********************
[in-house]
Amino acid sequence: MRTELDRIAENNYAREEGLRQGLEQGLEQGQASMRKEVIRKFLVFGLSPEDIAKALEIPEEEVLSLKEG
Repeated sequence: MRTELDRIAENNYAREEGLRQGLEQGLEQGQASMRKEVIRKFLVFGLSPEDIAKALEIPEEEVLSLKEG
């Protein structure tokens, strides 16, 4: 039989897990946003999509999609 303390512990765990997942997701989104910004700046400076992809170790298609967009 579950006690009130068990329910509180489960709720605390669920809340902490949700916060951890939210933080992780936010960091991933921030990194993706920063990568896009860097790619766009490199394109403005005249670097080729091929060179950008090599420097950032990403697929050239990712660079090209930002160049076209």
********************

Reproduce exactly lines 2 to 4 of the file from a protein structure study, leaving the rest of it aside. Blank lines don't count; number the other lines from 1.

Amino acid sequence: MRTELDRIAENNYAREEGLRQGLEQGLEQGQASMRKEVIRKFLVFGLSPEDIAKALEIPEEEVLSLKEG
Repeated sequence: MRTELDRIAENNYAREEGLRQGLEQGLEQGQASMRKEVIRKFLVFGLSPEDIAKALEIPEEEVLSLKEG
């Protein structure tokens, strides 16, 4: 039989897990946003999509999609 303390512990765990997942997701989104910004700046400076992809170790298609967009 579950006690009130068990329910509180489960709720605390669920809340902490949700916060951890939210933080992780936010960091991933921030990194993706920063990568896009860097790619766009490199394109403005005249670097080729091929060179950008090599420097950032990403697929050239990712660079090209930002160049076209």